In recent posts, we’ve been describing the different ways to publish policy and procedure documents online. Often, organisations want to write their content in Microsoft Word, as staff are familiar with the application. However, they also want a very nice, and usable, online version.
Here’s an example of a direct conversion from Word to HTML.
Before – Example Mobile Phone Policy IT-0022-v2
After – Mobile phone policy – written in Word and converted to HTML
In this example, we have not amended the source content before conversion, nor the default template. We just imported the document and pressed the Build button.
The document has been broken down into a series of web pages, with a responsive web layout. This means the pages can be easily read on a mobile phone.
The writers would make any changes to the policy by amending the Word document. You’d then run the conversion again, and upload the revised web pages.
We’ve been asked by a client to put together some proof of concepts for polices and procedures guides.
The XYZ Management Guide contains diagrams with “hotspots”. You can click on parts of the images and jump to further information about a particular process or role.
Below are two proof of concept examples of a policy document. In these examples, the selling old mobile phones topic contains a filter for pre- and post- Brexit information. Users can use the filter option to switch between both versions.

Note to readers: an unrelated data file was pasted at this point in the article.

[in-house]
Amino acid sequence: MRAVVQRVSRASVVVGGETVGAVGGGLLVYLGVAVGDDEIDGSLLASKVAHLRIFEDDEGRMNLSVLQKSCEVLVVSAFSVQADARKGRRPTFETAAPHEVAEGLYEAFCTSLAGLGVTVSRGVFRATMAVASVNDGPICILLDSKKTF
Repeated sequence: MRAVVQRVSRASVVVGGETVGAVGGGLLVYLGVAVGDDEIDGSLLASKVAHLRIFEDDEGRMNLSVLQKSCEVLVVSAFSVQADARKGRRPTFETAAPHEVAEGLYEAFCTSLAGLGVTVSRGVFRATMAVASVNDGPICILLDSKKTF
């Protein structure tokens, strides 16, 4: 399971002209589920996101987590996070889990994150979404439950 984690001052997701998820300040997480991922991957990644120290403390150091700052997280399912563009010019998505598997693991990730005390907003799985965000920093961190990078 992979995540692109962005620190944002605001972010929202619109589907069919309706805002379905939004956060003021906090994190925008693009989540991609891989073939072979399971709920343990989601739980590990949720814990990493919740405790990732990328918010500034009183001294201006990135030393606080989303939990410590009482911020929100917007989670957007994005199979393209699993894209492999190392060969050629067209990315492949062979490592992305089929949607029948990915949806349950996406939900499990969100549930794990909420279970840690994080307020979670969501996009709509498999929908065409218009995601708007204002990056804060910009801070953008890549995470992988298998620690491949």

The benefit of doing this is because the reader doesn’t get overwhelmed with information, and the writer can manage the both sets of information in a single topic.
Mobile phone policy – version 1
This example has tabs on the left hand navigation panel.
The funnel icon tab enables you to exclude content. In this example, you can exclude pre- and post- Brexit information on the selling old mobile phones topic.
The A-Z folder icon tab enables departments, budget holders and line managers to see which topics are relevant to them.
Mobile phone policy – version 2
In this example, you can exclude pre- and post- Brexit information on the selling old mobile phones topic by using the drop down menu at the top of the topic.